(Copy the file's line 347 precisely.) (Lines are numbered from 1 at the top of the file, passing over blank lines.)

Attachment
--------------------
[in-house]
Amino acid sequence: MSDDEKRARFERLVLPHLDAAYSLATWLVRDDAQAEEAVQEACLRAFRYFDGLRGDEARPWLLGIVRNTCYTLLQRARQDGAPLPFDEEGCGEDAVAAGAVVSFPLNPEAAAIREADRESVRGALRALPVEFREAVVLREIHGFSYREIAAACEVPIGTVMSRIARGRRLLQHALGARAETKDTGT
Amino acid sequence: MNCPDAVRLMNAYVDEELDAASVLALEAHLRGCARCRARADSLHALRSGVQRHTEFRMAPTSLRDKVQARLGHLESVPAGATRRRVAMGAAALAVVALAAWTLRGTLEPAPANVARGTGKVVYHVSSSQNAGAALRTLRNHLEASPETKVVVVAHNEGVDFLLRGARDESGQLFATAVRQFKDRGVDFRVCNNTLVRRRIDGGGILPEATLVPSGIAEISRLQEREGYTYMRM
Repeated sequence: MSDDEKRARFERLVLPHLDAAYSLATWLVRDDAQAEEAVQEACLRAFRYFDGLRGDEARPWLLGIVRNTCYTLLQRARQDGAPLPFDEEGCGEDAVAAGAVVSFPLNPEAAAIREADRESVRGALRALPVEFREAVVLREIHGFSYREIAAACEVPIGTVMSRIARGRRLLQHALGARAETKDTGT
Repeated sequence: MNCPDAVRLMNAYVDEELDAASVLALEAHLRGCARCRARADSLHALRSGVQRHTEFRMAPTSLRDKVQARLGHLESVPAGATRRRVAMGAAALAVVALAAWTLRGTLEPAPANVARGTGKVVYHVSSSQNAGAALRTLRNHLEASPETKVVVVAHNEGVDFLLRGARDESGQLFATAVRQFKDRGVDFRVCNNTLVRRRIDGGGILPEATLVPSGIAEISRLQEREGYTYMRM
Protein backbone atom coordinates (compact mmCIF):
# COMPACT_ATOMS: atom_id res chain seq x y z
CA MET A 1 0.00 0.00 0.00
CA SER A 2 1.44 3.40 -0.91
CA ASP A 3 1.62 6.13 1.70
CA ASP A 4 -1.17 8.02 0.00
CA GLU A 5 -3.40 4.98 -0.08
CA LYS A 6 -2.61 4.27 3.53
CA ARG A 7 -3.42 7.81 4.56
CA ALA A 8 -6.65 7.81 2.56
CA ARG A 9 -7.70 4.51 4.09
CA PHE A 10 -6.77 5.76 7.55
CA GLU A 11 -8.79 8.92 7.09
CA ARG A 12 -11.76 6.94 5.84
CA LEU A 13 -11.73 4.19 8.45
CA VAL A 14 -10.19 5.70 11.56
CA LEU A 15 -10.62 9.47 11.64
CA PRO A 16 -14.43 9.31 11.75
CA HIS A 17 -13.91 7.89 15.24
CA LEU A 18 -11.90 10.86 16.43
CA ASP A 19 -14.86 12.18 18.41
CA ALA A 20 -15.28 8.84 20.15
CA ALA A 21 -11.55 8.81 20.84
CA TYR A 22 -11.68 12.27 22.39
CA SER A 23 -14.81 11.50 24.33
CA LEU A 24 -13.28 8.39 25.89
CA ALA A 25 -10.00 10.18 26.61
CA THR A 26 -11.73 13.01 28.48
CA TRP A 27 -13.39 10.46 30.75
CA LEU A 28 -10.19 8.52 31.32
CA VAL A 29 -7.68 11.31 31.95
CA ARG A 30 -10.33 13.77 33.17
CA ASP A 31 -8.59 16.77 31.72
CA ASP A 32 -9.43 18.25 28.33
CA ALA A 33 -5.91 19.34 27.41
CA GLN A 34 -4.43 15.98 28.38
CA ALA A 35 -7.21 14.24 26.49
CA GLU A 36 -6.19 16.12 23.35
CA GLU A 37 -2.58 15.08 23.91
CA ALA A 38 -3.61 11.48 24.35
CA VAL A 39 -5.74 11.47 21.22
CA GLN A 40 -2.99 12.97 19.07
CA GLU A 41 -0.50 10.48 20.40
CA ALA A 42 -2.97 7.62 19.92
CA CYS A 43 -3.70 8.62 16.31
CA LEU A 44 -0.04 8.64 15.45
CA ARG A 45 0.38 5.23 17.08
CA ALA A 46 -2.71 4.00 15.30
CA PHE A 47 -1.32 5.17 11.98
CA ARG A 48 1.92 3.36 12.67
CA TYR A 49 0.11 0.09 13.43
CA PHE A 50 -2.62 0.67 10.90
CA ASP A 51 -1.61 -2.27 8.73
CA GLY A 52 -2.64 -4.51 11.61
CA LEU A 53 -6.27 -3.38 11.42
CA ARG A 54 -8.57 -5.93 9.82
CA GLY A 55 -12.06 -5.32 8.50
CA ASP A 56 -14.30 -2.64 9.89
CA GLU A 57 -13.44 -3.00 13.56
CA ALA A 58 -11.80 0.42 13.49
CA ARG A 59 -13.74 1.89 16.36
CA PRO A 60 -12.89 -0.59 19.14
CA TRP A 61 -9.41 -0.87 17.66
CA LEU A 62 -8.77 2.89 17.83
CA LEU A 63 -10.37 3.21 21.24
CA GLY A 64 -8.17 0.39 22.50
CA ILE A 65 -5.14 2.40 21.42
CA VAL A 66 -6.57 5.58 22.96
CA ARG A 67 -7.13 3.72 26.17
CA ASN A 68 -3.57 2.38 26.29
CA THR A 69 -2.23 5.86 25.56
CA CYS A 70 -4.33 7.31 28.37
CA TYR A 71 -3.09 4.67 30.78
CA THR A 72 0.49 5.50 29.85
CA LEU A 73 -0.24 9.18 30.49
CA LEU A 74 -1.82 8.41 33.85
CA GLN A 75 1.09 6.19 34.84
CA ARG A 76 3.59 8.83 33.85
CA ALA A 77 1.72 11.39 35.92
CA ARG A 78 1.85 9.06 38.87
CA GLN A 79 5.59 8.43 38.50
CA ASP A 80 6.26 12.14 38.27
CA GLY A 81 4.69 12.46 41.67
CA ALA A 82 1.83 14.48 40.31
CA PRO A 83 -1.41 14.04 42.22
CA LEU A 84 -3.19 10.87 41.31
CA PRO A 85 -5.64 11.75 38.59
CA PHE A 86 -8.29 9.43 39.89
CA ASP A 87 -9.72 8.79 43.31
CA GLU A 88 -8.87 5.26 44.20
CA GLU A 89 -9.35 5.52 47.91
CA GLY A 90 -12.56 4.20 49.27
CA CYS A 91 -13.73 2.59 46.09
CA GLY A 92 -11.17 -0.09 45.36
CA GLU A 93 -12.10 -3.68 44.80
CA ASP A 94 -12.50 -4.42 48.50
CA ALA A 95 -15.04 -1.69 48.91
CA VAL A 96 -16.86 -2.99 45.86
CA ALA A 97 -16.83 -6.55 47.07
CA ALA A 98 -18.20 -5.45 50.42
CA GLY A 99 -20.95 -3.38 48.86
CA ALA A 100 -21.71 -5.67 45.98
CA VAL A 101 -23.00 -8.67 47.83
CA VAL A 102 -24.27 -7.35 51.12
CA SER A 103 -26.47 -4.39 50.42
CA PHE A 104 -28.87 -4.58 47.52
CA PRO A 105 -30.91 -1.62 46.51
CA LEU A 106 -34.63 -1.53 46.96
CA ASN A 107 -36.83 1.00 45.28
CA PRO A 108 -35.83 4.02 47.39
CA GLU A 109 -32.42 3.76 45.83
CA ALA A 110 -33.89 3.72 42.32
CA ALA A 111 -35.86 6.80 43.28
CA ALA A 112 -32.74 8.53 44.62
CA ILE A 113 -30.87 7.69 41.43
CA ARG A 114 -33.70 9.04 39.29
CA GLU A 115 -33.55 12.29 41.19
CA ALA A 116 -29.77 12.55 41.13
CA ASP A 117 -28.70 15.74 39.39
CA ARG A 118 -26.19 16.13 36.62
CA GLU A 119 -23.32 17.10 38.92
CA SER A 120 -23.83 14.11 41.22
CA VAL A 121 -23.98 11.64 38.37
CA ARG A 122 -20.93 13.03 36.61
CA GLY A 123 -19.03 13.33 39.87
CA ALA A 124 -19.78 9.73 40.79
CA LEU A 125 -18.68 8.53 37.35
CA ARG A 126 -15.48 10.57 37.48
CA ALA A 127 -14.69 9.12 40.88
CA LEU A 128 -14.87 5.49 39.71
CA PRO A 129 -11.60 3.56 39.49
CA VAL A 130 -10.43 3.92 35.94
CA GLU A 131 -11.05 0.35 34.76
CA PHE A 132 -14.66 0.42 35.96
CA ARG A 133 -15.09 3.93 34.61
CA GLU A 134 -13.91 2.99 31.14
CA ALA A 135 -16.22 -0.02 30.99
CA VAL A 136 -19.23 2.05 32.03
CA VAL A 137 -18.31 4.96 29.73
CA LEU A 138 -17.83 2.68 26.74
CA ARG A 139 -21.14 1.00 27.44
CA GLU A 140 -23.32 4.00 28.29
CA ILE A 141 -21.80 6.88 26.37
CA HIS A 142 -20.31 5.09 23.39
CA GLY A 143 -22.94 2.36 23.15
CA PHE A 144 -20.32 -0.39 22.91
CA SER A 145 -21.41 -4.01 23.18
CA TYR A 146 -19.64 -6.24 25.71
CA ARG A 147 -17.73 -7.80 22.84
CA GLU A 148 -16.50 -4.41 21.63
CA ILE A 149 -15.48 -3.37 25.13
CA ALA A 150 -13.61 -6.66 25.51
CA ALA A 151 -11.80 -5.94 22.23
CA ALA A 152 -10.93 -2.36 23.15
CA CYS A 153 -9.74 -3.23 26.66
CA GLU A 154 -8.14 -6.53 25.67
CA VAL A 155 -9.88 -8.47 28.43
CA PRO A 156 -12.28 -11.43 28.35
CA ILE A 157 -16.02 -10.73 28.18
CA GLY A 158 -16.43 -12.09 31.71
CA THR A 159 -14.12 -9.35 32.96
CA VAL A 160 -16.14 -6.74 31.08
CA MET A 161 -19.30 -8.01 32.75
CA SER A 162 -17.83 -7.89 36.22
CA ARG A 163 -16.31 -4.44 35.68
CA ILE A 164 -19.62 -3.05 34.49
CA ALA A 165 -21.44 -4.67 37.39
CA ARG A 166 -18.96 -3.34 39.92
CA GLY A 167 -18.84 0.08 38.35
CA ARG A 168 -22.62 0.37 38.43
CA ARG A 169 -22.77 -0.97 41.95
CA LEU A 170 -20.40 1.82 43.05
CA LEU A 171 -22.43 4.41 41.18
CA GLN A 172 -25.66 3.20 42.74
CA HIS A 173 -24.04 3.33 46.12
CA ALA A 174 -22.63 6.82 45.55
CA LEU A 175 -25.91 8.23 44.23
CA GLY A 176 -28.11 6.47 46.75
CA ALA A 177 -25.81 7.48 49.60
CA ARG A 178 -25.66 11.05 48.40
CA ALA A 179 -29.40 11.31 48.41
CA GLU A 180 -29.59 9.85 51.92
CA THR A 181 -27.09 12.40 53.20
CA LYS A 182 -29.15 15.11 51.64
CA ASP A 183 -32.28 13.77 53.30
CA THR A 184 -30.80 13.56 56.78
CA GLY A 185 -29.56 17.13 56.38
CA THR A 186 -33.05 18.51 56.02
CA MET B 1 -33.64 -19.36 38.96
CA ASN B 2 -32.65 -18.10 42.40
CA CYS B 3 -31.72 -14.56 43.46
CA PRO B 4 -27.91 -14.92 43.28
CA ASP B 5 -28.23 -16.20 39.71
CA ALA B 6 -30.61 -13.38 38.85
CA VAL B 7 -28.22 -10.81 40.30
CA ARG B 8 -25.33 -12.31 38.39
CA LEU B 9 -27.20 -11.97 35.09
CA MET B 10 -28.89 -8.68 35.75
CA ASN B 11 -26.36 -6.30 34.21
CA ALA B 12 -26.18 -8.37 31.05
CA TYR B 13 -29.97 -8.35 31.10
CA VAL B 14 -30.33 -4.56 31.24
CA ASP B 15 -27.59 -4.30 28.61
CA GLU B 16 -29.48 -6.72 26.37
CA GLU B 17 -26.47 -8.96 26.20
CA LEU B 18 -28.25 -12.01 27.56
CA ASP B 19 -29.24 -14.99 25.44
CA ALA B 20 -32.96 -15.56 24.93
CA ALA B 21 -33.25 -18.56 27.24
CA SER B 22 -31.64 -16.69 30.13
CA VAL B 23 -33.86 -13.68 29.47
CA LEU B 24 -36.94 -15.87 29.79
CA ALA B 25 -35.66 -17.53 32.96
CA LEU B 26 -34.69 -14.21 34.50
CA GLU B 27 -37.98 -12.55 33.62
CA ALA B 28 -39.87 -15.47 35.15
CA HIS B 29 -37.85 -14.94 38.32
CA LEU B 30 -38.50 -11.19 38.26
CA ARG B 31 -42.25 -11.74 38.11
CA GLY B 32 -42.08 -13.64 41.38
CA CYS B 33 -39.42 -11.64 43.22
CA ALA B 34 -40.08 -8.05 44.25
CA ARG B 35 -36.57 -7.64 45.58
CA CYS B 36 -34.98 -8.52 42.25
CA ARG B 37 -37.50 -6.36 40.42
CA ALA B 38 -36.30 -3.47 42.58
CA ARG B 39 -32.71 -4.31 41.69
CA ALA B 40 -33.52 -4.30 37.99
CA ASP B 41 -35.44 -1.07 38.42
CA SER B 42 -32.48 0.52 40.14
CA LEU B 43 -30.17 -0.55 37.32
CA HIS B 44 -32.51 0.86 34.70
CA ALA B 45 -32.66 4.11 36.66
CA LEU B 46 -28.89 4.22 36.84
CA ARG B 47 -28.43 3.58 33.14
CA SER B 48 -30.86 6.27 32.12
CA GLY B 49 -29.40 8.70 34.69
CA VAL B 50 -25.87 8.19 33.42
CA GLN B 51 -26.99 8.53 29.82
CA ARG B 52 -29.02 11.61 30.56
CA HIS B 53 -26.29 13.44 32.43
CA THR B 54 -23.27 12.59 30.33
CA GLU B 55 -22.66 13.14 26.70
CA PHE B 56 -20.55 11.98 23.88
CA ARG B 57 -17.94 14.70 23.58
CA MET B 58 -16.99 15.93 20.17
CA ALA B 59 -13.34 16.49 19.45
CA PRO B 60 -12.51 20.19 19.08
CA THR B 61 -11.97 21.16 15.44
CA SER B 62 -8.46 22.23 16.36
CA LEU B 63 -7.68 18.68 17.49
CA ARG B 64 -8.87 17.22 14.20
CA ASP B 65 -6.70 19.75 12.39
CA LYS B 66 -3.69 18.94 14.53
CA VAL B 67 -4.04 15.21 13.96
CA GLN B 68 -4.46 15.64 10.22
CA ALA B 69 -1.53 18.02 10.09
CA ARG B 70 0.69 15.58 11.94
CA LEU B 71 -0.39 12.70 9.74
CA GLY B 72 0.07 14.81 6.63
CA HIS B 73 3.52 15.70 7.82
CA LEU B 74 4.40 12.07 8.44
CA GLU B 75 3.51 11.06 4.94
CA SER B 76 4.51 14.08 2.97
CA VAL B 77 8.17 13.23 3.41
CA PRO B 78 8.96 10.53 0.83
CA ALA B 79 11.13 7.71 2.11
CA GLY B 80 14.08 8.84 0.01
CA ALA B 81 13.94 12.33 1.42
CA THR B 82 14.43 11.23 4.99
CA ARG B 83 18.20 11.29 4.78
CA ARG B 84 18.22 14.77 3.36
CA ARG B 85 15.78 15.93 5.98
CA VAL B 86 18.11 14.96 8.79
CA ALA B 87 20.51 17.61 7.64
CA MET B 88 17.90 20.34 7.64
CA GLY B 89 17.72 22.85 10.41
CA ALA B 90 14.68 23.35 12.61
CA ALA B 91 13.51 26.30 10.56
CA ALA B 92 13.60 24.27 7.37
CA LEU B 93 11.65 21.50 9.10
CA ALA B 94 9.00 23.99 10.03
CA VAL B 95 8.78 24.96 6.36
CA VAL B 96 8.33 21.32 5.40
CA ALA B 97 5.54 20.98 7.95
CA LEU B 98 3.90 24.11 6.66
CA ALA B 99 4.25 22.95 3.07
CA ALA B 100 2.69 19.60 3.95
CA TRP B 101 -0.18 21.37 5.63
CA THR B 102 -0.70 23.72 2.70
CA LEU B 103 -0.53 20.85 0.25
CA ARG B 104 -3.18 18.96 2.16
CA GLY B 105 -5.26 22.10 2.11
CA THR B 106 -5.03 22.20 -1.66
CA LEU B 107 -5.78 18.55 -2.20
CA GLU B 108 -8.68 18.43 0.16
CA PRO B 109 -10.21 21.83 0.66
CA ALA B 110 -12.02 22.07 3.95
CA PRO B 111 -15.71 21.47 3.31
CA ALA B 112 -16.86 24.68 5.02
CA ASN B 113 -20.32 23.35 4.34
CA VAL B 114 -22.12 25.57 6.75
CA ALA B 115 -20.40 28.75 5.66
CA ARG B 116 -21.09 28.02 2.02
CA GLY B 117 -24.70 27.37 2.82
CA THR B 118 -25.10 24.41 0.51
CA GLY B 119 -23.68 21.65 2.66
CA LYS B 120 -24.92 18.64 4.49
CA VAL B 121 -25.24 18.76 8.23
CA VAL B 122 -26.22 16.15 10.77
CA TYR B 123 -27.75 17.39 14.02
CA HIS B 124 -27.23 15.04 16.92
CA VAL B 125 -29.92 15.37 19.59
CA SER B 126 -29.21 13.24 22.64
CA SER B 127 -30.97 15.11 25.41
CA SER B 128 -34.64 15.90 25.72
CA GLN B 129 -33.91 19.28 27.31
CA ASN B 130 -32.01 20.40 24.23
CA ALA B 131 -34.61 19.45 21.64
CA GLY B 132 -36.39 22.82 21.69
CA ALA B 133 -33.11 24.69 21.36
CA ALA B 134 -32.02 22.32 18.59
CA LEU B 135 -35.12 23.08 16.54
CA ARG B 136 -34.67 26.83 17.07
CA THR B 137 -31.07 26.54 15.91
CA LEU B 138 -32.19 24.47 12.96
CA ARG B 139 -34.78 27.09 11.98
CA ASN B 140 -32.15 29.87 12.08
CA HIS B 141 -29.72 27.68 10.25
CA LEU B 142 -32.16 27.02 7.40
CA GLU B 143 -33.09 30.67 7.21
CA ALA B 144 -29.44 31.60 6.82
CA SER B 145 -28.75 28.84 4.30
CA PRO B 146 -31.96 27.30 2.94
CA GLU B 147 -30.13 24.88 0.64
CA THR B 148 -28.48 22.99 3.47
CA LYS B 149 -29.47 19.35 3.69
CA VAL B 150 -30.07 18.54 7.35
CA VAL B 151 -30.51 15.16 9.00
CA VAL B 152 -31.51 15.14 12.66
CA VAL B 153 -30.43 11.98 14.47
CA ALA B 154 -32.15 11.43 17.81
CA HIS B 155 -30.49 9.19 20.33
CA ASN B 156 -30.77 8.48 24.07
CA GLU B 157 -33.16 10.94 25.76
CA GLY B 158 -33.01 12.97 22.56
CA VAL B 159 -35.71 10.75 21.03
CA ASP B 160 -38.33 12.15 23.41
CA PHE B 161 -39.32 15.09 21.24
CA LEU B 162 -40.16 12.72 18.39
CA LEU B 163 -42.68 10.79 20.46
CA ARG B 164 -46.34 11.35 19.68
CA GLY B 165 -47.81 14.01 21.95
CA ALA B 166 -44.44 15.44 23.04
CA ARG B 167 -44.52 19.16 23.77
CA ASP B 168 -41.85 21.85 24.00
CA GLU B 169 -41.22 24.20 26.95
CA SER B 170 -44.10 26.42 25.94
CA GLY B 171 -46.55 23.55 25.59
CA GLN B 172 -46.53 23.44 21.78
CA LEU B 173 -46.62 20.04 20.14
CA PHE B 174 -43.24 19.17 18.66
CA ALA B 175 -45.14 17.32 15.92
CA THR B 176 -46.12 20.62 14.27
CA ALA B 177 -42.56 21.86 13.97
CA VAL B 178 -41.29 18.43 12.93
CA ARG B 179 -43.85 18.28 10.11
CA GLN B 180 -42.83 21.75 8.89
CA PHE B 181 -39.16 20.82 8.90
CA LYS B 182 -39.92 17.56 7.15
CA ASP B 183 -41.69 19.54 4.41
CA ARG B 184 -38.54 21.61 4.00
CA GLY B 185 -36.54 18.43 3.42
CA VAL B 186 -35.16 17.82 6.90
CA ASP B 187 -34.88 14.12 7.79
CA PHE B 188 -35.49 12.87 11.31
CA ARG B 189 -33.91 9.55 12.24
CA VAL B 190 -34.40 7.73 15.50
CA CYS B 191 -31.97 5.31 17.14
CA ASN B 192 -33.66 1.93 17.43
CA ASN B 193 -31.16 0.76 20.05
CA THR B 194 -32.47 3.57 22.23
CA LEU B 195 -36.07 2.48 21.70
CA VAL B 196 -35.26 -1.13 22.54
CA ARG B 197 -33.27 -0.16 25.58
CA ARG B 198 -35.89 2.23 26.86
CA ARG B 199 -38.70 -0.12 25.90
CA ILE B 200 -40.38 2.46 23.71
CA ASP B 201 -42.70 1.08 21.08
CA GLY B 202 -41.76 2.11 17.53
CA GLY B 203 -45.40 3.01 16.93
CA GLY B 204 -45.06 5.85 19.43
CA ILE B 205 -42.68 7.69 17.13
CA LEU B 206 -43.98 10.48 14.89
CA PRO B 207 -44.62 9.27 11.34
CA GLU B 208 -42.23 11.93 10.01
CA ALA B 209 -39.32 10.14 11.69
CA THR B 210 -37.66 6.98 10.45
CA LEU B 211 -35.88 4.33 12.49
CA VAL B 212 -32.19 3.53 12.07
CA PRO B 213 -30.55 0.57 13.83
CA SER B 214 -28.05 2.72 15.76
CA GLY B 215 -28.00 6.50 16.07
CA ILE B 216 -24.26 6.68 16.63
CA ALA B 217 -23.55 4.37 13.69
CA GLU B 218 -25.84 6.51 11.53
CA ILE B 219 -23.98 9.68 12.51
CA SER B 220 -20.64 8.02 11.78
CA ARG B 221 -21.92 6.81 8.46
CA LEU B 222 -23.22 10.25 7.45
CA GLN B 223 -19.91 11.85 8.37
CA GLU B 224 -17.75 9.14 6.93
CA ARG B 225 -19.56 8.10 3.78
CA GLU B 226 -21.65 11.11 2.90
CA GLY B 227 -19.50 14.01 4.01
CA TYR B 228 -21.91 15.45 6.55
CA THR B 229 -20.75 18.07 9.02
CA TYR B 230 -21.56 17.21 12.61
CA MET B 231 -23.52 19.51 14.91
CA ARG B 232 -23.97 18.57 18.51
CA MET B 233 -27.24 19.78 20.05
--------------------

CA ALA B 154 -32.15 11.43 17.81